Is there a role for professional associations in fostering research?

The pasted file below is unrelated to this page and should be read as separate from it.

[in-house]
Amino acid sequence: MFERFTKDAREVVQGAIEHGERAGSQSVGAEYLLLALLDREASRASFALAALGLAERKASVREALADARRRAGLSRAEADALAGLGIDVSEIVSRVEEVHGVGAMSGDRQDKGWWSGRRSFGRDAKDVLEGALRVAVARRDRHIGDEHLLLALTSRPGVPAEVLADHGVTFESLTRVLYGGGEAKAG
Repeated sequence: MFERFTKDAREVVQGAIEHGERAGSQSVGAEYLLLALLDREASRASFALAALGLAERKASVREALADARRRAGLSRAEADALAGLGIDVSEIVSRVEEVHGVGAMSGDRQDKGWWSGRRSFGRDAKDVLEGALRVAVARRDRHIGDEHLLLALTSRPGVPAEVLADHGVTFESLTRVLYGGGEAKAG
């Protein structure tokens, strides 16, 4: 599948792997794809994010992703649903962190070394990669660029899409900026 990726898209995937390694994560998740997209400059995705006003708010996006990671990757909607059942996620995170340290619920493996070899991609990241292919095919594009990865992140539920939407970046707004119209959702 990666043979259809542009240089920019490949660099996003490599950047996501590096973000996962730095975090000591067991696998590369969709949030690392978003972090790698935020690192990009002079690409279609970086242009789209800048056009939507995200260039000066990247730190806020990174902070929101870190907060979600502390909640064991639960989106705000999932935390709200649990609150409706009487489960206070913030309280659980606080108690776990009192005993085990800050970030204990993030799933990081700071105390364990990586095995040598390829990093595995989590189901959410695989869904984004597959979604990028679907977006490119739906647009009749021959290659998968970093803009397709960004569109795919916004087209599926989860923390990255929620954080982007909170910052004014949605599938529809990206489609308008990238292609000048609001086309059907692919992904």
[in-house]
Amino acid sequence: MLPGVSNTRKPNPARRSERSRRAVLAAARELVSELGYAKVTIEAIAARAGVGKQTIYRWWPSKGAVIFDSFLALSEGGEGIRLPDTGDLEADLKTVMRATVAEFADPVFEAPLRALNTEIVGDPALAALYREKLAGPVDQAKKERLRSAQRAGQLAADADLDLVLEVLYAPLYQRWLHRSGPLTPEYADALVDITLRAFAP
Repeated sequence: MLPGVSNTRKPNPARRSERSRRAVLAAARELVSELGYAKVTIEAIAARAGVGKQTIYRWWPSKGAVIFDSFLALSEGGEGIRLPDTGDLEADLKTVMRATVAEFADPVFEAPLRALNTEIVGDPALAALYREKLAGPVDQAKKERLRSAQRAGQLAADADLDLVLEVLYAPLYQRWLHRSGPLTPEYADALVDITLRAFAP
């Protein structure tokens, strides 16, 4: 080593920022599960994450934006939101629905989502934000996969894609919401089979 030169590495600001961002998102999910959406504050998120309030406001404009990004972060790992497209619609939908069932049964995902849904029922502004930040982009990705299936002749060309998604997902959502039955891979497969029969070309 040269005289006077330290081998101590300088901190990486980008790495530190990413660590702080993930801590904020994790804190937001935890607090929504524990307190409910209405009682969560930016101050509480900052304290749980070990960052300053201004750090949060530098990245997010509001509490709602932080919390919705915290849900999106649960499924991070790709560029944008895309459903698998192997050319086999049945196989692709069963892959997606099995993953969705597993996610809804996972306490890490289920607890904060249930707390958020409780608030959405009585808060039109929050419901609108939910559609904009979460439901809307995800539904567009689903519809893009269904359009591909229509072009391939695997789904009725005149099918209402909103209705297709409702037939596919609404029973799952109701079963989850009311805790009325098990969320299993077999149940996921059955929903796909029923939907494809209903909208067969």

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Throughout the world professional associations in librarianship place considerable emphasis on the professional credentialing of their members. This normally means that educational and training courses of study offering a first professional qualification take up much of this activity. Since this first professional qualification does not normally require emphasis on the research process, but rather in obtaining the required skills and knowledge in order to practice librarianship, it is little wonder that the role of research in the profession has not always been openly encouraged by its associations. Nevertheless, there is evidence that some associations are realizing that research and the research process needs to be better recognized, particularly as library professionals are increasingly undertaking higher level qualifications which include a research component. Yet if a research qualification is not always necessary for recognition as a professional librarian, the question needs to be asked: why should librarians bother to undertake the rigours of study to achieve it? The paper will discuss the importance or otherwise of research and its processes in the profession of librarianship and consider the role of the professional association in recognizing, enabling and promoting a research culture amongst qualified professionals. The paper will particularly address the Australian context.
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